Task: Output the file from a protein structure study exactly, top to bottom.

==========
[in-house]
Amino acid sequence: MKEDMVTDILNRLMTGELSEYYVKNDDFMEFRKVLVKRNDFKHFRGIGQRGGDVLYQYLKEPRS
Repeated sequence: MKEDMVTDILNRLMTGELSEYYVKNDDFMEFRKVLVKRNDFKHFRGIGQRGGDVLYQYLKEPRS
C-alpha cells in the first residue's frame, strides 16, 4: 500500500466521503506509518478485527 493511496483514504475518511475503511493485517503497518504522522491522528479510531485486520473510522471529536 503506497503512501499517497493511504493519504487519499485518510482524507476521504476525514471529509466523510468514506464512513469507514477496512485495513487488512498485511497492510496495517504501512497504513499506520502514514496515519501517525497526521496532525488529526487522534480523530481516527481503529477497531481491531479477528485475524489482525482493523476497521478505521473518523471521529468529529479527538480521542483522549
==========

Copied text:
[in-house]
Amino acid sequence: MKEDMVTDILNRLMTGELSEYYVKNDDFMEFRKVLVKRNDFKHFRGIGQRGGDVLYQYLKEPRS
Repeated sequence: MKEDMVTDILNRLMTGELSEYYVKNDDFMEFRKVLVKRNDFKHFRGIGQRGGDVLYQYLKEPRS
C-alpha cells in the first residue's frame, strides 16, 4: 500500500466521503506509518478485527 493511496483514504475518511475503511493485517503497518504522522491522528479510531485486520473510522471529536 503506497503512501499517497493511504493519504487519499485518510482524507476521504476525514471529509466523510468514506464512513469507514477496512485495513487488512498485511497492510496495517504501512497504513499506520502514514496515519501517525497526521496532525488529526487522534480523530481516527481503529477497531481491531479477528485475524489482525482493523476497521478505521473518523471521529468529529479527538480521542483522549